Henley Business Angels hosted this discussion at Henley Business School’s Greenlands Campus on the River Thames – a roundtable providing the insights of proven business professionals, all ‘angels’ quite literally providing a wealth of knowledge, awareness, experience and importantly commercial success.
Journalist John Burbedge reports the highlights.
What aspects underpin and define angel investment – where has it come from, how has it changed and particularly what impact can and does it have on start-ups, scale-ups and growing businesses? – this Roundtable was asked.
Are we seeing more ‘angels’ nowadays?
Most definitely, stated Jurek Sikorski. “Angel investing has grown substantially over the years. The UK Business Angels Association (UKBAA) estimates there are about 20,000 UK business angels investing in total at least £1.5 billion, higher than the combined total for venture capital.
“The changes are quite significant with more women coming into angel investing – but still low at under 15%; UKBAA aims to boost that to 30%. Angels are also making more investments – the 2009 Nation of Angels Report median was 2.5 investments; by 2015 the median was five.
Angels are increasingly investing alongside other funding vehicles such as equity or crowdfunding, and the latest sentiment is that more angels now expect successful outcomes and a higher rate of return from their investments (ROI). It’s estimated the internal rate of return has increased to 22%.
“And, angels are increasingly investing in businesses making demonstrable social impacts, changing and contributing to communities and society, according to Meganne Houghton-Berry the UKBAA’s 2017 ‘Angel Investor of the Year’.”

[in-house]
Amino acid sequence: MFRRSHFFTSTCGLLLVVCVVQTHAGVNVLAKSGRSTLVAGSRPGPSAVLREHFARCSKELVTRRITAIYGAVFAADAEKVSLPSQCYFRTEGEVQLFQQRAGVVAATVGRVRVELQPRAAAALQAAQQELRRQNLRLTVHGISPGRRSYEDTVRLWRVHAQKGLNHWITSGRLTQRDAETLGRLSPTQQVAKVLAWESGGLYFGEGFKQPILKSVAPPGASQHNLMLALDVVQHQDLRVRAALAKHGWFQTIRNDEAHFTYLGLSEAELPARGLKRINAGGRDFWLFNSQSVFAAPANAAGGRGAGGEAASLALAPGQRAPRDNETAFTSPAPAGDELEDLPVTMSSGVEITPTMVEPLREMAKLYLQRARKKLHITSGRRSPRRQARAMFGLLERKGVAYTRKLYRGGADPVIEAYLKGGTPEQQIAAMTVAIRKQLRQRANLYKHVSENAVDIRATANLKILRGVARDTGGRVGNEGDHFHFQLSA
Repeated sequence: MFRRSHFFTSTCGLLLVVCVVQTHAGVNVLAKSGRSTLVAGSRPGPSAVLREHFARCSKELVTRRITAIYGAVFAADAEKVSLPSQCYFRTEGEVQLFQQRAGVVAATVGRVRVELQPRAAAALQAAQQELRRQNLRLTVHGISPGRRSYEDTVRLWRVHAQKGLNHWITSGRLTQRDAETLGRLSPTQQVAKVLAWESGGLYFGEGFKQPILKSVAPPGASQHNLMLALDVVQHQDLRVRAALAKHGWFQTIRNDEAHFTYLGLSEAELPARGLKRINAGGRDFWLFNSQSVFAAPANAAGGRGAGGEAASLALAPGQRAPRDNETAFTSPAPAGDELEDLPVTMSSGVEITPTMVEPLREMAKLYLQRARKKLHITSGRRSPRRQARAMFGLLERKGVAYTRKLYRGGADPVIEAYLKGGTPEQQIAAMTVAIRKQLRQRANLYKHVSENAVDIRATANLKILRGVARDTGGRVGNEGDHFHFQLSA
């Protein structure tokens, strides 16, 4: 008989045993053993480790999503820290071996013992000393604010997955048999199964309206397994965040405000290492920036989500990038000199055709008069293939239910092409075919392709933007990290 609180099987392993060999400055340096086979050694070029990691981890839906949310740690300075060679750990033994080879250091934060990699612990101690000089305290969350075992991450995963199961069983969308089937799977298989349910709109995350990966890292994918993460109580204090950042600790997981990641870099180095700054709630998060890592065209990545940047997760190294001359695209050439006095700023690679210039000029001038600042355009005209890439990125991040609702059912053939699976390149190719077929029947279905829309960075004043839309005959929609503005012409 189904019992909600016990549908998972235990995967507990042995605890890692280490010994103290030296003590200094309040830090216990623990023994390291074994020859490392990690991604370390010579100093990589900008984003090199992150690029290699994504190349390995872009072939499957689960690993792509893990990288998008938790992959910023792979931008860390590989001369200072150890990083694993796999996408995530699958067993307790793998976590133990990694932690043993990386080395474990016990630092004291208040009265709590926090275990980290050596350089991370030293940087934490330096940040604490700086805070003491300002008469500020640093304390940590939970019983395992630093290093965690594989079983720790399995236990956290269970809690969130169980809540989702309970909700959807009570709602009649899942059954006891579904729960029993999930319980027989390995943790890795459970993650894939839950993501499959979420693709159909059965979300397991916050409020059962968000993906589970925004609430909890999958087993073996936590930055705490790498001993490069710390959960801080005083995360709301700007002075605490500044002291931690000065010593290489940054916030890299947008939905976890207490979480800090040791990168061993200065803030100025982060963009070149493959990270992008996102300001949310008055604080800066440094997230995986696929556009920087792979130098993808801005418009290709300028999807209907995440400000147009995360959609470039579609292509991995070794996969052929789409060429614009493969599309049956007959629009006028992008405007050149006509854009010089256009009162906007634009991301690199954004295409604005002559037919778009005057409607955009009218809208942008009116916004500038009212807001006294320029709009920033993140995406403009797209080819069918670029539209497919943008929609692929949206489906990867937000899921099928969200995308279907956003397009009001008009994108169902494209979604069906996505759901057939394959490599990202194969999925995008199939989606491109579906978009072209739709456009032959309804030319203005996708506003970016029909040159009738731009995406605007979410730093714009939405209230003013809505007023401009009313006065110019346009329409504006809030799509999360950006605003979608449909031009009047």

What makes angel investing attractive?
Tony Harris summed it up:
• “It helps mitigate my tax liabilities.”
• The thrill and rewards of exiting well.
• “Watching a company succeed and provide more employment because of your capital investment, particularly when banks or other funders wouldn’t help them.”
Fellow Roundtablers agreed.
Frank Rodriguez: “My drivers are to see something flourishing and doing well, having empathy with the business, feeling that you have added value to a company and helped it succeed – as well as exiting well from it, which is a given.”
James Malone: “Every investment I’ve made has generally had some hook. It may have been financial, such as big returns I don’t want to miss out on. Or, helping out individuals with great potential whom I like, want to mentor, and see achieve their ambitions. Or, technologies that I think are simply fantastic and should be supported.”
Peter Hopkinson: “For me it’s important that it is fun, and I’m interested in the business.”
The strategies, rules and business angles of angels
There has to be a tax benefit, stated several Roundtablers.
Harris added: ‘I tend to invest in things I know, so the number of turkeys I’ve had has been relatively small compared with successes.”
Rodriguez admitted to a fairly random strategy. ”Some of my investments have a lifetime return through dividends, some are based on an exit. For me, the trigger is the management team.”
Dan Wagner noted: “Things don’t always go right first time for an entrepreneur, but, because of their inherent natures, maybe it will next time.” Seasoned investors who support promising entrepreneurs often also secure the rights to invest in their future projects.
Noting that true entrepreneurs seldom stop creating after a business failure, Wagner suggested such a confirmed future investment would be attractive. “After all, most entrepreneurs start with 100% ownership, but from one room with a bit of paper.
“Maybe there is an investment model for angels to buy ‘long-term bonds’ in the further business interests of certain executives or managers?”
Sikorski agreed that there were some individuals he would back “no matter what their ideas.” He exampled one such first-time failure, now successfully running a growing business and seeking major second-stage funding. “I stayed with him because I understood that his business ideas would adapt and change, but also that he was driven to succeed.”
“It always has to have an intellectual gain rather than just a financial return for me,” said Hopkinson. His investments tend to be with “businesses I understand and fascinate me.” He doesn’t invest in companies he is privately advising and helping to grow – “otherwise the others I advise want supporting too.”